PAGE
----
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Rajgira puris taste as good as the real thing

Rajgira puris taste as good as the real thing

You can easily replace regular wheat flour with amaranth flour Photograph by MyLifeStory/Flickr

At 89, Kamlini Raja extols the virtues of grains such as amaranth and buckwheat, popular among Gujaratis and Maharashtrians during the fasting month of shravan, because she tremendously benefitted from a diet filled with them when she was younger. In her 60s, she gave up rice and whole wheat as an experiment. “Rajgira is a grain which provides more protein than soyabean. It is what they’re now calling a future grain,” says Raja, who also wrote a book of fasting food recipes called Farali Rajbhog, written in Gujarati and published in 1989, which is now available at the South Mumbai restaurant, Soam. “I followed this diet for about seven years and my doctors told me that my health reports had never been better. I wanted to try it just for a year and I enjoyed the food so much that I continued for about seven years.”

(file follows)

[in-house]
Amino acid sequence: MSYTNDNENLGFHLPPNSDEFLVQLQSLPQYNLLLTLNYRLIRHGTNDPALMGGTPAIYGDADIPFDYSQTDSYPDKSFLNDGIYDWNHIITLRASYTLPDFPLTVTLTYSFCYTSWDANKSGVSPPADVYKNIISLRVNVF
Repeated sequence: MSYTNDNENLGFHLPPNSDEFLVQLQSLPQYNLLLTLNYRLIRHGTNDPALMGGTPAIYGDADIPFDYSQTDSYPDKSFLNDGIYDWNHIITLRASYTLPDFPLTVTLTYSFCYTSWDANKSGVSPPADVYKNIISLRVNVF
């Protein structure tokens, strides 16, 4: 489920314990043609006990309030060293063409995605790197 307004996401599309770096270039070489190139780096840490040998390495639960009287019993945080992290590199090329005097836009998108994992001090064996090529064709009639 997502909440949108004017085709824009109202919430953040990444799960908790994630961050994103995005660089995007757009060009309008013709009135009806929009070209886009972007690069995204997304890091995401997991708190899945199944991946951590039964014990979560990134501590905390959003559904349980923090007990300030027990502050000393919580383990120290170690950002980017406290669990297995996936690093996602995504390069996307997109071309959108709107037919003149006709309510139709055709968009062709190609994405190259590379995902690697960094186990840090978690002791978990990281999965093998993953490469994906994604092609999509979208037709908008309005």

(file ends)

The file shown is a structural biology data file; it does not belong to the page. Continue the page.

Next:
The trick to making everyday food such as rotis or even the occasional treat such as puris, which are deep fried, with grains such as rajgira or amaranth is to get the ratio of flours right. “Mix two-third portion of rajgira flour with one-third of arrowroot flour. The rotis and puris taste as good as those made with wheat flour. You might notice a subtle difference, but the flavour (of the flours) is not overwhelming.”

In fact, Raja has also made traditional sweets such as churma laddoo using rajgira and arrowroot and phirni using sama or buckwheat flour and snacks such as chakli using sama. “There are some 200 recipes in my book including a recipe for a tart made using rajgira and arrowroot.”